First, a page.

> challenging themselves and overcoming all odds, but
                  > challenging us all to overcome the shortsightedness
                  > that has kept us from including them in our
                  > thoughts, plans, projects, designs, and dreams.
                  >
                  > In this case "seeing" involves more than our
                  > physical sight, and "believing" allows our faith in
                  > the transcendent to take flight.
                  >
                  > I have run across an exciting entry related to
                  > people with disabilities at the STARS (UK)
                  > Foundation site:
                  >
                  http://www.starsfou ndation.org. uk/recipients/ health-award/ .
                  > There are grants in several categories we might
                  > apply for, and the current cycle ends in abt a
                  > month, so there would be time to submit something.
                  > Hopefully we can talk about if and how we might
                  > approach them. It would be great if you, Tom, and
                  > others in Kenya and elsewhere (Pam and Wendi have
                  > both mentioned some connection to or awareness of
                  > people with disabilities in Nigeria and Cameroon)
                  > might be included.
                  >
                  > We have among us a recent awardee too!!! George
                  > Onyango (a very close friend) of SIDAREC (Nairobi)
                  > has written to say that they have won a STARS grant,
                  > and he has offered to give tips or feedback on ideas
                  > anyone applying might need. BF George, huge
                  > congrats on your own award, and hopefully you can be
                  > of assistance here. Might there even be linkages
                  > made to SIDAREC with another grant? Or do you think
                  > it would be better not to do that (because you've
                  > already gotten one)?
                  >
                  > I look forward to many more conversations and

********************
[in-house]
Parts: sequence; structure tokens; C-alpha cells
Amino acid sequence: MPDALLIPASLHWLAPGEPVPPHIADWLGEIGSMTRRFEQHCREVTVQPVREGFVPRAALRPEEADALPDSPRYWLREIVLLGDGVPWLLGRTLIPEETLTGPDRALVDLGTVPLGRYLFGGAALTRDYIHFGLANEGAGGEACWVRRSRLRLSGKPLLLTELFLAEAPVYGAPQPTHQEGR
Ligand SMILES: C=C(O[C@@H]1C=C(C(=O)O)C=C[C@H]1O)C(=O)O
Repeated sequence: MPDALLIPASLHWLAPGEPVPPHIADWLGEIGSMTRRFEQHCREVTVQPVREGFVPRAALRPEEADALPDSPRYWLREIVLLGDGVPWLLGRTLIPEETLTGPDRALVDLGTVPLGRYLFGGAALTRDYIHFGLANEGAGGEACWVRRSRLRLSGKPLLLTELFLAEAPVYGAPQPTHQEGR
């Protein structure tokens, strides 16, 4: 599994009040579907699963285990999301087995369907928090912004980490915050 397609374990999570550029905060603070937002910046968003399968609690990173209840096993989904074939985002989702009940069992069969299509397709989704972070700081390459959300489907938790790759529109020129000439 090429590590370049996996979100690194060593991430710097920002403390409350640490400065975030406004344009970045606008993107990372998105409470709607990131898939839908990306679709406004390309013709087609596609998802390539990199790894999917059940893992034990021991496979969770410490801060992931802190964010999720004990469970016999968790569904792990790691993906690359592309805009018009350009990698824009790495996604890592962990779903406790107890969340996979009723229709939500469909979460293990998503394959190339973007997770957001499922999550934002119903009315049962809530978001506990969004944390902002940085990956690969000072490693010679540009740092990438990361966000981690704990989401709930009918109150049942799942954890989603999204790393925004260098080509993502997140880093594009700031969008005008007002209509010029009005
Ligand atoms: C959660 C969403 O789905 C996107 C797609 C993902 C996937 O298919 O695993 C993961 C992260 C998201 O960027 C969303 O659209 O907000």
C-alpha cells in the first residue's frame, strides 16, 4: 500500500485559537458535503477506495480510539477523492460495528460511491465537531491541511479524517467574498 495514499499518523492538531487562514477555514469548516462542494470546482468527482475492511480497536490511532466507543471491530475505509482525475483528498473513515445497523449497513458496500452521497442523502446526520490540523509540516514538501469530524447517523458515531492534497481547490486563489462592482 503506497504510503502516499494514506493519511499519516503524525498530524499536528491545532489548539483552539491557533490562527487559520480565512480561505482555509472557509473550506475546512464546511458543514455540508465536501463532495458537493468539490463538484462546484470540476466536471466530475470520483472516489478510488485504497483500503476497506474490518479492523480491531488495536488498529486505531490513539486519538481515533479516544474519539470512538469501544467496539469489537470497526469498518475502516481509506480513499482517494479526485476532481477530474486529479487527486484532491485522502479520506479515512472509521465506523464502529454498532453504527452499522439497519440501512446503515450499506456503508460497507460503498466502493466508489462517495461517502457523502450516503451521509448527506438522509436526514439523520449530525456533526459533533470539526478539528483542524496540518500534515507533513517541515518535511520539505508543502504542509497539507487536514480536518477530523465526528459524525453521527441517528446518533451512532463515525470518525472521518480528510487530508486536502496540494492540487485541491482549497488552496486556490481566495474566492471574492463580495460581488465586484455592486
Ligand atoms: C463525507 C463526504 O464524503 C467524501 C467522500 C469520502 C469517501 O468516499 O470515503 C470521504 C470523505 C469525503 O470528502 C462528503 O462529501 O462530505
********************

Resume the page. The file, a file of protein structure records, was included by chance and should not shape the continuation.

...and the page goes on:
> activities along these lines, and--as
                  > always--immense thanks for your caring, courage, and
                  > inspiration! With love and blessings, Janet
                  >
                  >
                  > ----- Original Message -----
                  > From: Kennedy Owino
                  > To: holistic helping ; learning from each other ;
                  > mendenyo@yahoogroup s.com ; nafsi Afrika acrobats
                  > Sent: Monday, October 27, 2008 2:12 AM
                  > Subject: [holistichelping] Seeing is Believing
                  >
                  >
                  > Hi all,
                  >
                  > I am happy to share with you this.
                  > For the first time in Kenya, many People
                  > thronged Kenyan roads to witness and cheer up the
                  > Atheletes in one of the greatest and toughest race
                  > in the world.
                  > It is deemed the toughest because it boasts
                  > the highest altitude, celebrated and great
                  > Atheletes.
                  >
                  > The theme of the Race was "Seeing is
                  > believing" aimed at raising awareness and sparking
                  > efforts to give someone the power of sight.
                  > I participated in the 42 km race (my first
                  > time) to test my power of perserverence and
                  > endurance and also to lend my heart towards the
                  > cause.
                  > This was a great opportunity for me to miss
                  > and the challenge proved alot to me.
                  > During the race i was pe-occupied by so many
                  > thoughts that kept on darting about in my mind.
                  > I am thus compelled to generate a Question
                  > of, How can we actively and positively impact on the
                  > empowerment of the blind, Deaf and other physically
                  > challenged people?
                  >
                  > In the race i managed an impressive 58
                  > position with a personal record of 3 hours 4minutes
                  > against the new record placed by yesterdays winner
                  > (2 hours 10minutes).
                  > I won myself a certificate and a medal for
                  > finishing but more than that i was able to prove
                  > myself that atleast i can "talk and run not just
                  > walk".
                  > I am glad to have played a role in the
                  > "seeing is believing" Standard Chartered Bank
                  > Marathon.
                  > I could not believe i would have crossed the
                  > finishing line.
                  >
                  > Have a Positive and energised marathon day,
                  >
                  > Ken Owino
                  > Nafsi Africa Acrobats
                  > www.nafsiafrica. org
                  > +254723568251
                  >
                  >
                  >